How tech companies tricks you for data and privacy? – TED

Cayla, the award-winning Internet-enabled doll that uses speech-recognition technology to interact with children “just like a friend.” But Cayla’s manufacturer listens to the conversations taking place in proximity to the doll and harvests users’ personal data. To activate Cayla, you must download an app and consent to its terms of use, a term that can change without your being notified. The company can use the conversations the doll overhears to target advertising at you or sell those recordings to third-party marketers.

The creepy part is that a stranger could easily hijack Cayla via smartphone through her Bluetooth connection, a factor that puts the children playing with her at risk. After a report exposed these security problems, Germany, Amazon and Walmart banned the doll.

Currently, there are only a few rules protect people’s online privacy and security. 

Merely connecting to the Internet exposes you to danger. When you install an app on your phone, you agree to its terms of service, but do you actually read them? Consumer watchdog Finn Lützow-Holm Myrstad and his team printed out and read aloud the terms of service for all the apps on an average person’s phone which are more than 900 pages and took nearly 32 hours to complete. Comprehending them would have taken even longer.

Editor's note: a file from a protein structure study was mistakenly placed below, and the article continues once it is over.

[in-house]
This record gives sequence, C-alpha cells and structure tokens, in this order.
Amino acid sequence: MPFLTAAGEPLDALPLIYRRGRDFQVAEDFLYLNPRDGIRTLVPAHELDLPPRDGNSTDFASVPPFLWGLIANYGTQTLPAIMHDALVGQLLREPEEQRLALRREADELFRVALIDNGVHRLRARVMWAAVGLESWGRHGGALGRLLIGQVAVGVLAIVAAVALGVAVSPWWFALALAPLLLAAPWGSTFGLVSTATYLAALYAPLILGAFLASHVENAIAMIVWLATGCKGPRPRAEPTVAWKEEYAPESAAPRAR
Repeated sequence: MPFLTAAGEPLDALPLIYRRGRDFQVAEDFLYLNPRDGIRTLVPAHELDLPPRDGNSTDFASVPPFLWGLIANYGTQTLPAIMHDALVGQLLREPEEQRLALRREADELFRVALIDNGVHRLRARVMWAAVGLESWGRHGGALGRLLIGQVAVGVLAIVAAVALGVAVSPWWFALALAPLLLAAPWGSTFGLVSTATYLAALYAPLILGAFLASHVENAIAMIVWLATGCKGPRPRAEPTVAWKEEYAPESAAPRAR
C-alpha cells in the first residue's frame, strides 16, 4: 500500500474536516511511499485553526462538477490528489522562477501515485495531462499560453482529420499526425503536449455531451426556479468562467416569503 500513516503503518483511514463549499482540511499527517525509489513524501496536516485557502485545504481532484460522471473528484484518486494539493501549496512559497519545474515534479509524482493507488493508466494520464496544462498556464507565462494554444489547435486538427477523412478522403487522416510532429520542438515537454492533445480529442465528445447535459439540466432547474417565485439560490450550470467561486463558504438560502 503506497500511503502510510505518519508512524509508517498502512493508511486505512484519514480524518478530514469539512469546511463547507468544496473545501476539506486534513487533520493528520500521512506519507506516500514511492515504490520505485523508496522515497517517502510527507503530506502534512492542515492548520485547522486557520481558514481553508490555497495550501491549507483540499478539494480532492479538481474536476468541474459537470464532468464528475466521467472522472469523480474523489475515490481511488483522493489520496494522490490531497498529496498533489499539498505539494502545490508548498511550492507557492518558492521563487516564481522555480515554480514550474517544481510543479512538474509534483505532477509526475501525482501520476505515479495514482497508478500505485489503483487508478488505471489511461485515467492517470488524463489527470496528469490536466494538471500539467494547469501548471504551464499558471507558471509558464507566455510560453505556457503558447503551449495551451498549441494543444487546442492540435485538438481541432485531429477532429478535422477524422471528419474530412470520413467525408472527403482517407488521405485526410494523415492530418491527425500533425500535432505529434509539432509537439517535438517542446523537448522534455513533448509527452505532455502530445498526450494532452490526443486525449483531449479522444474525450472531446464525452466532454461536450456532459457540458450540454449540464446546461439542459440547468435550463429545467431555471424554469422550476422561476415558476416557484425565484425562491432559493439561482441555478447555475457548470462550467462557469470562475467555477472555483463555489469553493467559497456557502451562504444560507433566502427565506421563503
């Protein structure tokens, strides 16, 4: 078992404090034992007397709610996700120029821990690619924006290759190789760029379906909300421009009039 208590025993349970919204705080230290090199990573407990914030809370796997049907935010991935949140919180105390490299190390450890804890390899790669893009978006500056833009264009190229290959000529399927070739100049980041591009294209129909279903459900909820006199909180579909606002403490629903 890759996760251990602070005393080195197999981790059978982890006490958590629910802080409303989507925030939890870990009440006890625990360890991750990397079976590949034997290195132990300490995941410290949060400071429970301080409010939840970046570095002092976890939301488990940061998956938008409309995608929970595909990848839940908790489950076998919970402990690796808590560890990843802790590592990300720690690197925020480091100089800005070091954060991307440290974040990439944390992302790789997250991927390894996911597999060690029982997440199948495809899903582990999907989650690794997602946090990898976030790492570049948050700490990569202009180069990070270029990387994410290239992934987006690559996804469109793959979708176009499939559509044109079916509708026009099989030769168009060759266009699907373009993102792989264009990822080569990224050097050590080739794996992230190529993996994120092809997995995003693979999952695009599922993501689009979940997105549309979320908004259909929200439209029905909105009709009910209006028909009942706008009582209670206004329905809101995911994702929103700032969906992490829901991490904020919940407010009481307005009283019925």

Alas, Internet companies have been arguing for decades against regulation since customers agree to their terms of service. But do customers really know what they’re consenting to? Why should it be the consumer’s responsibility to decipher terms? Terms should be easier to understand.

Consider online dating. While reviewing one of the world’s most popular dating app interfaces, researchers found a pre-selected box that grants the company access to all of a customer’s Facebook photos. The terms assigned the company “irrevocable…perpetual” rights to all posted content.


This trend has some potentially malignant implications.

For instance, marketers could use your information to target you with ad offers that exploit their current emotional state. Companies could use data from your fitness app to deny you insurance coverage. Some companies strive to be trustworthy. Dating apps universally changed their terms after Myrstad’s team challenged them legally. 

But consumers can’t be expected to police this problem. When people suspect they are being surveilled, they modify their behaviour. Companies can build trust when they put security considerations and customer privacy first.

Arguably, it’s the job of the government to enforce rules better. And every citizen can remind government and business alike that their right to privacy deserves respect.



Author: Muhamad Aarif

A notorious book addict by night and an oil and gas executive by day. As Mark Twain said, "The man who doesn't read good books has no advantage over the man who can't read them." So, read, read, and read some more.

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